Bay Area Rapid Transit’s (BART) Website Manager Tim Moore says, “You file that under the rubric, you have to fish where the fish are.” He continues, “Agencies can do some relatively simple, straightforward survey work to determine what platforms are being used the most, whether it’s Twitter or Facebook or whatever, and look at their particular marketing and specific customers to see how they prefer to be engaged on these platforms.” He adds, “That can be used as a way to target the effort a little bit more effectively.”
As Sound Transit Communications Specialist Jaime Vogt says, social media gives riders new channels into your agency. Riders were used to connecting with the customer service department, now the communications department has a lot more interaction. “I think that just helps keep our department keep our riders, top of mind.”
TransLink developed a strategy to connect with its customers digitally. “In 20 years or so, the demographic of who is currently young today — 18 to 25 years old — probably like 80 percent of our ridership, we need to know how to connect with them now as opposed to having to catch up later on,” says Jhenifer Pabillano, online communications advisor for TransLink. “With social media, there’s a larger way for our agency to have our messages delivered directly to our customers.”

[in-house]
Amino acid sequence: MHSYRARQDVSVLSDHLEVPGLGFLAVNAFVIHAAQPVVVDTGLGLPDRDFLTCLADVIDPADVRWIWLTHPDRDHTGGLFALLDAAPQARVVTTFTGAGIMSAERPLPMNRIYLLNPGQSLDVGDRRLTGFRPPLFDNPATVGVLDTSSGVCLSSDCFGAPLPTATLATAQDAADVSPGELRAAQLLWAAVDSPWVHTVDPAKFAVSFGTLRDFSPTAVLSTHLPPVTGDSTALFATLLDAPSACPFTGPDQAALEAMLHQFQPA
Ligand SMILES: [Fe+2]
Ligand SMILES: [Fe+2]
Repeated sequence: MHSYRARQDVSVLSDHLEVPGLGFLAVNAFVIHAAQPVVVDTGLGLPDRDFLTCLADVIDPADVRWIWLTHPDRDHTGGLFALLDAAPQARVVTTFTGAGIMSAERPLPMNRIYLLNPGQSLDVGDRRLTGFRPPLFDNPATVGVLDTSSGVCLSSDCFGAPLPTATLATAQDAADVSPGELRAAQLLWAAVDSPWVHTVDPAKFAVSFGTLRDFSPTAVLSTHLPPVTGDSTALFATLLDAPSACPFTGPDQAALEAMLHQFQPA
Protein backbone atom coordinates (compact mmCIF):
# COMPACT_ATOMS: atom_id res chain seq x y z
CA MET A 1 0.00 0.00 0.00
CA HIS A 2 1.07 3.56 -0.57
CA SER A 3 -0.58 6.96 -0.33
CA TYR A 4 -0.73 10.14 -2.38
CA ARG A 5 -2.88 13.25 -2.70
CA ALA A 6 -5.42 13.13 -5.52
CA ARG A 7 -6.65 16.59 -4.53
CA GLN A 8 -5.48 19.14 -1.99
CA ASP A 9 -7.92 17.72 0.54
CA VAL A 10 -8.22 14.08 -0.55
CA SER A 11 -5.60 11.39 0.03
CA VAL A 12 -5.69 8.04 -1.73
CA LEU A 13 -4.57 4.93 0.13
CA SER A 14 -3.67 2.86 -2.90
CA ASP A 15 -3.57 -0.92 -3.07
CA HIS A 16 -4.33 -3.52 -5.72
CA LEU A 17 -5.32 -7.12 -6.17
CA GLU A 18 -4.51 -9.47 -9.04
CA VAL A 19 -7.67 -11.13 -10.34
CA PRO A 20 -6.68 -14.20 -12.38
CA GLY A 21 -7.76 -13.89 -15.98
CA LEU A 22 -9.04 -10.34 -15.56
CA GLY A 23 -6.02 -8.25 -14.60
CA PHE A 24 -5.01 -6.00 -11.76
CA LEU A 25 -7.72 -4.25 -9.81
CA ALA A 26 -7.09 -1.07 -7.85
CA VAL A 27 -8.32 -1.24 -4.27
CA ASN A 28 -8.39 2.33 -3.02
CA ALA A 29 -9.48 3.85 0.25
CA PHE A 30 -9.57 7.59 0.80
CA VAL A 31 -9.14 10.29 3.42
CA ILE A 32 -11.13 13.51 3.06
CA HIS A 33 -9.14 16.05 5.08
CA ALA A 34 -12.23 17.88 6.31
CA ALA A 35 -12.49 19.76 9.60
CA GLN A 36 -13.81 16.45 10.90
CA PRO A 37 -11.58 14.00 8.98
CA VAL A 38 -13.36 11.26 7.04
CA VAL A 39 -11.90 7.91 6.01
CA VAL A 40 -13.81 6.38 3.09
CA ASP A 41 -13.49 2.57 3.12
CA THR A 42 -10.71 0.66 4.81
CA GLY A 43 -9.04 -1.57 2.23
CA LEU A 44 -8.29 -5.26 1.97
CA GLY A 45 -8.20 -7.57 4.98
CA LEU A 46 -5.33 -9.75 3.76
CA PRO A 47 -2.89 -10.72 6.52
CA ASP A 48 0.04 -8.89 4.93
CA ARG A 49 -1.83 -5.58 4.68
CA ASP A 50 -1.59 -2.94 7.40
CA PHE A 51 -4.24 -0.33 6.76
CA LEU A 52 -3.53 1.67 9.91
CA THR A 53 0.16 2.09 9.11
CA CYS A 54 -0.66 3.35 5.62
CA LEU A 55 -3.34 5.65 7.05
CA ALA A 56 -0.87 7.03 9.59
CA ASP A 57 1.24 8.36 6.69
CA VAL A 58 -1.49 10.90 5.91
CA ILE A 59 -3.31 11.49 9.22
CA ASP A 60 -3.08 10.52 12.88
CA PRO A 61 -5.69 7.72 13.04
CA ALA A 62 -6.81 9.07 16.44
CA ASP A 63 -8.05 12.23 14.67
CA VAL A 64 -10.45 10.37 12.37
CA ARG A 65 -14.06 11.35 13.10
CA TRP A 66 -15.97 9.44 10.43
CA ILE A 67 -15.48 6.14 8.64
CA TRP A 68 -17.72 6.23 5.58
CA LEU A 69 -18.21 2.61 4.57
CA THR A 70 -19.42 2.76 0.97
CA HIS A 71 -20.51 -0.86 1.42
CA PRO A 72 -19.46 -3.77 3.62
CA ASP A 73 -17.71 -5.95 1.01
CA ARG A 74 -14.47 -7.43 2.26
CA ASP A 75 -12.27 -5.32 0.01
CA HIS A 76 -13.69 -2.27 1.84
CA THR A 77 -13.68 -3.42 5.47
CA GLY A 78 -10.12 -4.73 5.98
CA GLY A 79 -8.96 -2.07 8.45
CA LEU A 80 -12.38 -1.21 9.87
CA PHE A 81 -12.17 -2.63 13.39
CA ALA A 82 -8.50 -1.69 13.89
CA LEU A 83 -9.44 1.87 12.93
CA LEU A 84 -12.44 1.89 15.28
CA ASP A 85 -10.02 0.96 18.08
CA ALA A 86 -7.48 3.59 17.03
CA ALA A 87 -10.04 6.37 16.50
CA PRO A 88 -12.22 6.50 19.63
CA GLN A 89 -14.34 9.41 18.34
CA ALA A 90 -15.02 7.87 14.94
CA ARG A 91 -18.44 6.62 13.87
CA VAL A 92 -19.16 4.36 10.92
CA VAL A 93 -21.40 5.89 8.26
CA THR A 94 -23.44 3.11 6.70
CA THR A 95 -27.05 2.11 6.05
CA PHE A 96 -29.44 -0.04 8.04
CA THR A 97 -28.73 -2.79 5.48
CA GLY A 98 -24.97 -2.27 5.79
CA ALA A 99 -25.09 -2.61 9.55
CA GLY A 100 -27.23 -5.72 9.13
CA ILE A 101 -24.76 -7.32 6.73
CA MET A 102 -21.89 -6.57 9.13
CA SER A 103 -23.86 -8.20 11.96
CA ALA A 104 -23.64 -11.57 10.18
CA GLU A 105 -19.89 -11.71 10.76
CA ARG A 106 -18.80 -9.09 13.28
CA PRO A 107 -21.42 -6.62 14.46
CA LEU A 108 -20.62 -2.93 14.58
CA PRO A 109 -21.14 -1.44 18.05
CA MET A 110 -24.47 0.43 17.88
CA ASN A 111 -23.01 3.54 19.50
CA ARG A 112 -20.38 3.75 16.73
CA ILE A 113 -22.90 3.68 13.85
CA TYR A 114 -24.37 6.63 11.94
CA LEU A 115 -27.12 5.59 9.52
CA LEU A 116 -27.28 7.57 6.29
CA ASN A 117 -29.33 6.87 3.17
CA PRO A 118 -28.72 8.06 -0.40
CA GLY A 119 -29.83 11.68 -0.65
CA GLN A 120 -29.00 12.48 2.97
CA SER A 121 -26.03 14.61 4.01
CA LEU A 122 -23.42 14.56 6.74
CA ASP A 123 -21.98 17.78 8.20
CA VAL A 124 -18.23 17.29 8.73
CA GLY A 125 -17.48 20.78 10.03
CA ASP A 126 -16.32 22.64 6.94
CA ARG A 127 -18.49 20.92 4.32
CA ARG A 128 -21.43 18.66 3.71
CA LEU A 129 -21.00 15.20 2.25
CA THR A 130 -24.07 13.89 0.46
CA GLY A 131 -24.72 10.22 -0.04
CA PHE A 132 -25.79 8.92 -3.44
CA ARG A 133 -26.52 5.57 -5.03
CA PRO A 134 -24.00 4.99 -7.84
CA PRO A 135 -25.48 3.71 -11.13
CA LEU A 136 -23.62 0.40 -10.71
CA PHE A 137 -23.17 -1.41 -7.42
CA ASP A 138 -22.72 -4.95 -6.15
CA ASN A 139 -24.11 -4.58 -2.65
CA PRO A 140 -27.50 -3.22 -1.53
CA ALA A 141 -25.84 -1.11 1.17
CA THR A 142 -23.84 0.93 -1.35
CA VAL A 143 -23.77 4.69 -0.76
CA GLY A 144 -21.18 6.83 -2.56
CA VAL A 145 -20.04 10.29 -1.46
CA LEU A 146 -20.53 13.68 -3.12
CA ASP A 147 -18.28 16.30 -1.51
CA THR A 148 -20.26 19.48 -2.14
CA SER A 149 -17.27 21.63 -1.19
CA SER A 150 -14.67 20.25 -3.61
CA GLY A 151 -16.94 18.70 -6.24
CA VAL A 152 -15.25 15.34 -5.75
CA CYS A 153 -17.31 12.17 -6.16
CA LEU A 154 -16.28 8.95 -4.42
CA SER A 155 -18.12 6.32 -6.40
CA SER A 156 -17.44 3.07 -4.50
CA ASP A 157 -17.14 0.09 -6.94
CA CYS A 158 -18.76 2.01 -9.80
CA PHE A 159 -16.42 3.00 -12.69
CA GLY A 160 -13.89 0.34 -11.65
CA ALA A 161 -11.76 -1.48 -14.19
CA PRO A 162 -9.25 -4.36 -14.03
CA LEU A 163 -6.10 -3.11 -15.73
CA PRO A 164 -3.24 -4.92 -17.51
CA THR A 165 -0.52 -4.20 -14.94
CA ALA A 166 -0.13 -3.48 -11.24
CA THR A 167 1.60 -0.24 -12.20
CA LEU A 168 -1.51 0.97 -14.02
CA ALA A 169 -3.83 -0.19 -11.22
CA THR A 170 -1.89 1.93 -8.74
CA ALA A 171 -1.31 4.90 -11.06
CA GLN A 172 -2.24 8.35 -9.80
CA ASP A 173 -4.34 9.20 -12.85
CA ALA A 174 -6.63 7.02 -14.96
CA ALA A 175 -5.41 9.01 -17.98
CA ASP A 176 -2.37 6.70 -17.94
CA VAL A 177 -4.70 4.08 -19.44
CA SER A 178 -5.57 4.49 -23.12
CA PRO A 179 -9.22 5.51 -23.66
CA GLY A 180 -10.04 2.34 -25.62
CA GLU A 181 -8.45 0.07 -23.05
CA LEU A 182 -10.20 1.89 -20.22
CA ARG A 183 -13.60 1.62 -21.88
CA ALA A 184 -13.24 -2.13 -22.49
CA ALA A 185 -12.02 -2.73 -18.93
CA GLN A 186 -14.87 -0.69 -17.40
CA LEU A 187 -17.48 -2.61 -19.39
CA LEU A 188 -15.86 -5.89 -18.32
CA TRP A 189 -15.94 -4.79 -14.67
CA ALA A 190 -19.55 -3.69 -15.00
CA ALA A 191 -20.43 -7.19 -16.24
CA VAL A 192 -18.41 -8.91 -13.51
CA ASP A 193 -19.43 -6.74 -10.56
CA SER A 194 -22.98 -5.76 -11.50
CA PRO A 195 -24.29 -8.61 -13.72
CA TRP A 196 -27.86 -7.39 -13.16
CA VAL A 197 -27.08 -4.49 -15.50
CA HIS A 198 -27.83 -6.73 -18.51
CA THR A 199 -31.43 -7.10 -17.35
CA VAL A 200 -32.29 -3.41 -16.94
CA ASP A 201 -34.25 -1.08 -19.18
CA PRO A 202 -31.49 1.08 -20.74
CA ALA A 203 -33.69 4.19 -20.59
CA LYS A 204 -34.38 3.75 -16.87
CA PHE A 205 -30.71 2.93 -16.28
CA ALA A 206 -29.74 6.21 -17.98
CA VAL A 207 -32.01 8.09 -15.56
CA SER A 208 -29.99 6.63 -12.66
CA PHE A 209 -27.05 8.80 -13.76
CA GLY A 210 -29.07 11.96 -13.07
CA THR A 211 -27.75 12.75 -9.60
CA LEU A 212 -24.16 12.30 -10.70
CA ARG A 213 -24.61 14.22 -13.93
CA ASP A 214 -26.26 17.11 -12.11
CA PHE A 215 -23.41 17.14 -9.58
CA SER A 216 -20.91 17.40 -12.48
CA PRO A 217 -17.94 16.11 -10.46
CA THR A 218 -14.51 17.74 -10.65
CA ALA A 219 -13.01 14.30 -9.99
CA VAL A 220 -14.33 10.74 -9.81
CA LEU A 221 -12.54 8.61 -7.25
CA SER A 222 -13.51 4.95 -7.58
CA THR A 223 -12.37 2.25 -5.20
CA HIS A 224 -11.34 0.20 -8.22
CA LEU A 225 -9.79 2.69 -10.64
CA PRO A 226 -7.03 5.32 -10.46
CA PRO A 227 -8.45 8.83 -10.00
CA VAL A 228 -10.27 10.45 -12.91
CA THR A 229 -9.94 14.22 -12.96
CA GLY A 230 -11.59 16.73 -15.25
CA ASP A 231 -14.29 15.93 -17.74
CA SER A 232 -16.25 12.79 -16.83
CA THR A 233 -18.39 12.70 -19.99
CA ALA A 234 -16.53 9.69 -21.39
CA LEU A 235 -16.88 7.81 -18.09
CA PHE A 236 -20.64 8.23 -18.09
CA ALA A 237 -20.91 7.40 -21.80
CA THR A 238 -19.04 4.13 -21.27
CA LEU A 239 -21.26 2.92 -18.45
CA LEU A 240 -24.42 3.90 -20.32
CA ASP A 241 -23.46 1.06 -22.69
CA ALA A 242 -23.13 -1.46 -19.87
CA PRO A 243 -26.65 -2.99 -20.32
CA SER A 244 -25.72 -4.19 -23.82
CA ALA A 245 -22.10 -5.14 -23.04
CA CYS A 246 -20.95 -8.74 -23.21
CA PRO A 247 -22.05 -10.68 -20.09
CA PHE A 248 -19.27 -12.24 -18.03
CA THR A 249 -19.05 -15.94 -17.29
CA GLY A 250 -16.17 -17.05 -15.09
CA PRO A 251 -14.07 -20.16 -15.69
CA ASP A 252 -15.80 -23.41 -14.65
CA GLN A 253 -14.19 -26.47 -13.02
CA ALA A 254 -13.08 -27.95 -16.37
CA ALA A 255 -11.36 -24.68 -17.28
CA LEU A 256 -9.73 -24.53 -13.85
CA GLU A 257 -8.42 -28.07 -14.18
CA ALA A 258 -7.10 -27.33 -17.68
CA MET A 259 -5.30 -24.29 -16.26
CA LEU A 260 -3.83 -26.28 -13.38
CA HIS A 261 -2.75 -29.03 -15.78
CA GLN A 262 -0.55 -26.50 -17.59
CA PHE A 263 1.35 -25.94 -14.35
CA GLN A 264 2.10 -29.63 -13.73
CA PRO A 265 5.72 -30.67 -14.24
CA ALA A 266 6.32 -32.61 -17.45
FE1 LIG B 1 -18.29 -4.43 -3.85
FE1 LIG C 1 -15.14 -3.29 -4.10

Drew Blevins, director of marketing with TriMet, says TriMet’s participation in social media has provided more avenues to communicate with the customers at a relatively low cost. “We have a better understanding of rider issues by way of their active online comments and conversations with each other and with us.”